The Valle del Bove (Valley of the Ox) is a huge valley about 5 km wide and about 7 km long (37 square kilometres in total) on the eastern side of Mount Etna, facing the sea. The rims of the valley are up to 1,000 metres high and some of them drop vertically.
The formation of the Valle del Bove
According to the latest research, this impressive valley was formed about 8,000 years ago. The summit at that time (said to have been about 3,700 metres high) collapsed as a result of explosions and eruptions, the rock masses rolled into the sea and left this enormous “wound” on the volcano. It is unclear whether the valley was formed by a single collapse or several, according to the latest theories there were two, one 10,000 years ago and one 8,000 years ago.
Even today, the structure of the volcano at that time can still be guessed at: If you look at Etna from the east, e.g. from Giarre or Riposto, you can see that the edges of the valley do not run all the way to the main crater, but end beforehand in two promontories: the Pizzi Deneri (2850 m) in the north and the Montagnola (2613 m) in the south. These are still clearly separated from the main crater by plateaus, the Piano delle Concazze and the Piano del Lago respectively.
The special microclimate on the eastern side
For a long time, the Valle del Bove was a green oasis on this stone giant, full of lush forests and meadows where shepherds tended their sheep and fruit was grown. This is probably where the name of the valley comes from (but this is not completely clear). The reason for this is the unique climate that prevails on the eastern side of the volcano: the sun warms the black earth of the volcano every morning and the hot air rises. On the east side, humid air from the sea follows, which cools down with increasing altitude. Cold air can no longer absorb the same amount of moisture. So the moisture condenses and clouds form, bringing shade and precipitation. In this special microclimate, plants thrive that are normally only found much further north, such as apples, pears, chestnuts or hazelnuts.
However, due to several eruptions of the south-eastern crater, beginning in 1971, the valley was almost completely covered by the lava flows, so that today it is a black stone desert.
It was not until the eruption of 1991 to 1993 that the lower-lying Val Calanna valley adjacent to the Valle del Bove was devastated by a lava flow that continued to Zafferana, destroying the first house there and fortunately stopping before the second house.
Even today, fortunately, the lava flows from the south-eastern crater often pour into the Valle del Bove, where they cannot cause any damage.
For volcanologists, the Valle del Bove is a real treasure. On the walls of the valley you can see the countless layers of lava. These were exposed by the collapse of the summit, thus making Etna’s history freely accessible.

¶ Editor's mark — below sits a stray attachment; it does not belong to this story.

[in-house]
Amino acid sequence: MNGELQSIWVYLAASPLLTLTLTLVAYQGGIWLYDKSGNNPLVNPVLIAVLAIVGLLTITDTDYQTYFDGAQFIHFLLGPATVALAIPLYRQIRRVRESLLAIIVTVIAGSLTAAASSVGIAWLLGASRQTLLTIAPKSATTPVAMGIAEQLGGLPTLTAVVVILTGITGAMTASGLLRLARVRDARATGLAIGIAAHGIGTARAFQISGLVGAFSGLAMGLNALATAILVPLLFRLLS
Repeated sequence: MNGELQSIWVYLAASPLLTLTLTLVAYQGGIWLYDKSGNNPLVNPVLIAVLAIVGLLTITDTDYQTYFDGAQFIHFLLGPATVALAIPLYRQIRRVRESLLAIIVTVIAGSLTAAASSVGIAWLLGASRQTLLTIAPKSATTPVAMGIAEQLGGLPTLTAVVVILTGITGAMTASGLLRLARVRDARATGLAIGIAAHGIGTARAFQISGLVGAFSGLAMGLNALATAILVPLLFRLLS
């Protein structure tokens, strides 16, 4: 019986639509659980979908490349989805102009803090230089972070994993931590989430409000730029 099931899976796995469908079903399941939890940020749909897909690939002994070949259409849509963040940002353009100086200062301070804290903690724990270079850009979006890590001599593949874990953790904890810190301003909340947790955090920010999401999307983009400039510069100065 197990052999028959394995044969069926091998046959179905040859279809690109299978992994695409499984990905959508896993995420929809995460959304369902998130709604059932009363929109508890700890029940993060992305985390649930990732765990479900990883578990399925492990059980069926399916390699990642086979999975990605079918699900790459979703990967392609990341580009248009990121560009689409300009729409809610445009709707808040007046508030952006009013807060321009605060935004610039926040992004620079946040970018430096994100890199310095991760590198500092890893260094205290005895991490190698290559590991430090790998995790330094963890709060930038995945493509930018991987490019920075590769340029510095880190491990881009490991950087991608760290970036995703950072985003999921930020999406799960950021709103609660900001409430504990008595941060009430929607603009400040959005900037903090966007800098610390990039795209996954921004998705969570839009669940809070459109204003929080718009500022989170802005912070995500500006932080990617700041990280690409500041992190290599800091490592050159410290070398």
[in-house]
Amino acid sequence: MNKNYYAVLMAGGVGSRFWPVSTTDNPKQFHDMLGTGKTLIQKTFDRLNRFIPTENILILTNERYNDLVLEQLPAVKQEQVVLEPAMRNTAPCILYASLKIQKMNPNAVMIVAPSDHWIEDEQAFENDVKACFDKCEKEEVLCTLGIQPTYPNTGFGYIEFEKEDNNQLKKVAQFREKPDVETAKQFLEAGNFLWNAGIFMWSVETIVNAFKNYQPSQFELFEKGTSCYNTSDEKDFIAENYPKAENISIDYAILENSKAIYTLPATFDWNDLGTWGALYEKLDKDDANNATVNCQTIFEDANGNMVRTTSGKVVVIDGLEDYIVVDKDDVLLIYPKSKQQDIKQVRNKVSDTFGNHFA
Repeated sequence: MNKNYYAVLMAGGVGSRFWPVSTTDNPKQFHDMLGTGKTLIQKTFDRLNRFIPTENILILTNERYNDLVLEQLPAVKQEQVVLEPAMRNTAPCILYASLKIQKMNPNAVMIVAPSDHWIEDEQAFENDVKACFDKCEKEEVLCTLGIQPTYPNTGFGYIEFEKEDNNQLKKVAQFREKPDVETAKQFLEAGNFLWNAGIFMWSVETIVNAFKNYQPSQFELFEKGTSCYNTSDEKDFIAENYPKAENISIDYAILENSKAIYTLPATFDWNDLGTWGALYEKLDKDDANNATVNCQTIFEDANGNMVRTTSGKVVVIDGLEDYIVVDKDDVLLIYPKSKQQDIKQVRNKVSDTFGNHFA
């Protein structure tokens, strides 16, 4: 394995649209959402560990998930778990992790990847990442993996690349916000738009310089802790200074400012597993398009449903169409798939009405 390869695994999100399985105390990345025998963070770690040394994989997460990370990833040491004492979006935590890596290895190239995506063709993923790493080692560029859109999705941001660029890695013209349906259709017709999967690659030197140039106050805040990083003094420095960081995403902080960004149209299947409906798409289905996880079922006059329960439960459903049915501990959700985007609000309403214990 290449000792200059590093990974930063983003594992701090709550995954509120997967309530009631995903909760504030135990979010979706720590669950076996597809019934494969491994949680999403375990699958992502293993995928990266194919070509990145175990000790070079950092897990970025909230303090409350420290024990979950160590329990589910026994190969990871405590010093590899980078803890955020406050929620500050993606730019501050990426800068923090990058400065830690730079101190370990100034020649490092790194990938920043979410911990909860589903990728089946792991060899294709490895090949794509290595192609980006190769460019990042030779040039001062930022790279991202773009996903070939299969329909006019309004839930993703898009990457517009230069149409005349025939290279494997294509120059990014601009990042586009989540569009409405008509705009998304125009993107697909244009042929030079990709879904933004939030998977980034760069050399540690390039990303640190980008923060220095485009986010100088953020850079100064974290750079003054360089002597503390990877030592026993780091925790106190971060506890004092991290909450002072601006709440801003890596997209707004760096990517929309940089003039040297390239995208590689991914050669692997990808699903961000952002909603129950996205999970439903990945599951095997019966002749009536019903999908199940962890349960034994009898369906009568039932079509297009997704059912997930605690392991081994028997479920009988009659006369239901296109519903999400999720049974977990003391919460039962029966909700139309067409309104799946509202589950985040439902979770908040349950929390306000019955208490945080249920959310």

One geological formation can be seen particularly well in the Valle del Bove: so-called dikes (also dykes). These free-standing, vertical walls of lava are formed as follows: during an eruption, fissures form in the ground and fill with the rising, hot lava. After the eruption, this lava begins to cool. Since lava is a poor conductor of heat, the heat cannot be transferred to the surrounding rock, but only upwards, to the air. The lava in the fissures therefore cools extremely slowly; decades after an eruption, you can still feel the heat on the surface. When lava cools slowly, it becomes very hard, harder than the surrounding rock layers. Now, when the earth is eroded away again, this extremely hard lava remains and forms the bizarre sculptures.
The only two craters you can see in the Valle del Bove are Monte Centenari and Monte Simone.
How can you hike the Valle del Bove?
The valley can be reached by jeep from the northeast, coming from the Mareneve road. You can drive at least a short distance into the valley and across a lava flow. Then it is only possible to continue on foot along the “Sentiero di Saro Ruspa”.
This path is named after an excavator driver who, during the eruption from 1991 to 1993, tried with tireless work to stop the lava flow that was moving towards Zafferana. His excavator tipped into the lava flow during the work. Miraculously, Saro Ruspa escaped and survived.
However, this unique formation is only really impressive when viewed from above, i.e. from the rim of the valley.
We come on our tours either from the south (South Etna Tour) or the north (Etna Trekking Tour) up to the valley Valle del Bove, standing directly in front of the abyss and thus looking from the summit craters over this enormous notch to the sea.